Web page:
“As a result, high-speed coherent memory shared between the GPU and CPU is a significant performance improvement for AI workloads. Nvidia’s GH200 uses HBM3e, which is 50% faster, providing a boost to AI applications.”

Nvidia emphasized that the new platform is compatible with its MGX modular server designs, which could assist the uptake of the new hardware across a multitude of server layouts.

GH200s can also be connected via Nvidia NVLink technology to form a supercomputer configuration the firm calls the Nvidia DGX GH200. 

This is comprised of 256 GH200 Grace Hopper Superchips which provide 144TB of shared memory to tackle future generative AI models such as trillion-parameter LLMs and huge deep learning algorithms. 

In recent years Nvidia has cemented its place as a provider of choice for AI hardware and infrastructure

Leaning on its expertise as a world-renowned designer of graphics processing units (GPUs), the firm has released a lineup of chips that were purpose-built for high-performance workloads such as data analytics and training machine learning (ML) and generative AI models. 

Nvidia AI architectures aimed at HPC and data centers include Grace, Hopper, Ada Lovelace, and BlueField, and span the gamut of central processing units (CPUs), GPUs, and data processing units (DPUs).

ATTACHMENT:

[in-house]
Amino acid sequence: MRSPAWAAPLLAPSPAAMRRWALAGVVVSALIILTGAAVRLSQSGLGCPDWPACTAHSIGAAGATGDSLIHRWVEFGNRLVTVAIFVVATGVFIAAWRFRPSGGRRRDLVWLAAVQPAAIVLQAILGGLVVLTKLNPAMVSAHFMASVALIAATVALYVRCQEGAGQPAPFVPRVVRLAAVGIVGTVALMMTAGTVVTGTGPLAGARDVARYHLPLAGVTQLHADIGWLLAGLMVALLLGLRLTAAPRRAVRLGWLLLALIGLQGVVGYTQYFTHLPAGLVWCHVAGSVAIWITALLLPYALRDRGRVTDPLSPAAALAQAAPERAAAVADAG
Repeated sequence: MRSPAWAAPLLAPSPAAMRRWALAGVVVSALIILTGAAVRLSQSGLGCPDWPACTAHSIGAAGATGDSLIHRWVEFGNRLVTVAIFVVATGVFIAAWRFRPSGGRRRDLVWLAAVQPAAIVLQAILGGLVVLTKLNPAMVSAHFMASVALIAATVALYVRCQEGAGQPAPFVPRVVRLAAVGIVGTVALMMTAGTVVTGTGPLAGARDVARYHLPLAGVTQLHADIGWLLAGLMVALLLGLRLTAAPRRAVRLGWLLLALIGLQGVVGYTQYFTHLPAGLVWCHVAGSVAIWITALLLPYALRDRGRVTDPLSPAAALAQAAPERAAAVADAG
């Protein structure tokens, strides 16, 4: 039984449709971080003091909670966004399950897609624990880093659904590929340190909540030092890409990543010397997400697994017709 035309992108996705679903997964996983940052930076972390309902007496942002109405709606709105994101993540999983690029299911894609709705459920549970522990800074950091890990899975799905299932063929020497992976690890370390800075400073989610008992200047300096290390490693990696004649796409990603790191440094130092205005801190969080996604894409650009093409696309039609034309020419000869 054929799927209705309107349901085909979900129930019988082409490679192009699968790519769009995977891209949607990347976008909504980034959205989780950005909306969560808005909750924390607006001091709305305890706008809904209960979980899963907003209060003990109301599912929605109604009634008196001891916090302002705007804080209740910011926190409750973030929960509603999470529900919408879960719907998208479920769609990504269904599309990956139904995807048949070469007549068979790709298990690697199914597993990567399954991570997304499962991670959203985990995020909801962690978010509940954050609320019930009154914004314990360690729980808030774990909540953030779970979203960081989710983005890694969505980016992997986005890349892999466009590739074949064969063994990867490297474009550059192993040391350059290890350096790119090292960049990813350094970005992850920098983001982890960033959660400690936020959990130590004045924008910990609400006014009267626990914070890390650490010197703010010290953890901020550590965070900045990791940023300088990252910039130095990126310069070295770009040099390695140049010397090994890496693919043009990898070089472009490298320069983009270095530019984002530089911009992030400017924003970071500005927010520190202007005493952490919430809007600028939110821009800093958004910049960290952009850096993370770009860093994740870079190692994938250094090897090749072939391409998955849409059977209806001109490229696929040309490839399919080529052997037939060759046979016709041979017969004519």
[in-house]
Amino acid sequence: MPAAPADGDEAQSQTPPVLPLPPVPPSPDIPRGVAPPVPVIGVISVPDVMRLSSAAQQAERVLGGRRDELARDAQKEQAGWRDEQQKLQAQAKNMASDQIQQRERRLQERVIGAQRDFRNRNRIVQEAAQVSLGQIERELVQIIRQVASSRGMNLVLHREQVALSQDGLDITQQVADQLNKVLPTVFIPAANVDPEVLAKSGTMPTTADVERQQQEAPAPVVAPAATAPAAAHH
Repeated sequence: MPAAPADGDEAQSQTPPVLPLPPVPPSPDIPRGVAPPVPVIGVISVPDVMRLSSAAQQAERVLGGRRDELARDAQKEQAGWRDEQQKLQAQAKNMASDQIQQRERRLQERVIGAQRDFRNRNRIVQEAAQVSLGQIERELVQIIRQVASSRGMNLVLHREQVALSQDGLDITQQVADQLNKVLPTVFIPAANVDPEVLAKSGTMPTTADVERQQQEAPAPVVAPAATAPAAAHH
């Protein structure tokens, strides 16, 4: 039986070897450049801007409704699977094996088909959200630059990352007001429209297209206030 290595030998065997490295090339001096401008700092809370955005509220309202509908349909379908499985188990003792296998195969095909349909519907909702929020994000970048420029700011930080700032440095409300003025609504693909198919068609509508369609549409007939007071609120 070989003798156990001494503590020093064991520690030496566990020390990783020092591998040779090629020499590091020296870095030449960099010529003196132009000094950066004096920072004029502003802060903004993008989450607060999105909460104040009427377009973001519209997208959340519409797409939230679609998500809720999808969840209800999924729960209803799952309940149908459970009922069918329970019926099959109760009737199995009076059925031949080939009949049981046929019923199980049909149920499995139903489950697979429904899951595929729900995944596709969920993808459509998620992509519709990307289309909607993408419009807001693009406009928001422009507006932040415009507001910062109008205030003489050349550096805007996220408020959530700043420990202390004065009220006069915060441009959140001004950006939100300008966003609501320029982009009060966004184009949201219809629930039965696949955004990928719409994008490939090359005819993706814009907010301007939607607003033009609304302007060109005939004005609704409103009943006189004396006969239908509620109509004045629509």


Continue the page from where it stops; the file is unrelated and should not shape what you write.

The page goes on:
Its Spectrum-X Ethernet platform also aims to boost the efficiency of Ethernet networks within data centers, to improve the speed of processing data and running AI workloads in the cloud.

Hopper chips include the H100, which formed the backbone of the supercomputer Microsoft built to train OpenAI’s GPT-4 and has been used for cloud computing by Amazon Web Services (AWS), Google Cloud, and Microsoft Azure.

A number of large tech firms have also partnered with Nvidia to provide their customers with a platform for custom-built generative AI solutions.

In July Dell announced a collaboration with Nvidia on generative AI, which will make use of Nvidia’s NeMo end-to-end AI framework to provide customers with pre-built, industry-specific models that can be deployed on a business premises.

Snowflake and Nvidia have also announced a partnership, which will see Nvidia NeMo used to help organizations build generative AI solutions that interface with their proprietary data stored in Snowflake’s Data Cloud.

Rory Bathgate
Features and Multimedia Editor

Rory Bathgate is Features and Multimedia Editor at ITPro, overseeing all in-depth content and case studies. He can also be found co-hosting the ITPro Podcast with Jane McCallion, swapping a keyboard for a microphone to discuss the latest learnings with thought leaders from across the tech sector.

In his free time, Rory enjoys photography, video editing, and good science fiction. After graduating from the University of Kent with a BA in English and American Literature, Rory undertook an MA in Eighteenth-Century Studies at King’s College London. He joined ITPro in 2022 as a graduate, following four years in student journalism. You can contact Rory at rory.bathgate@futurenet.com or on LinkedIn.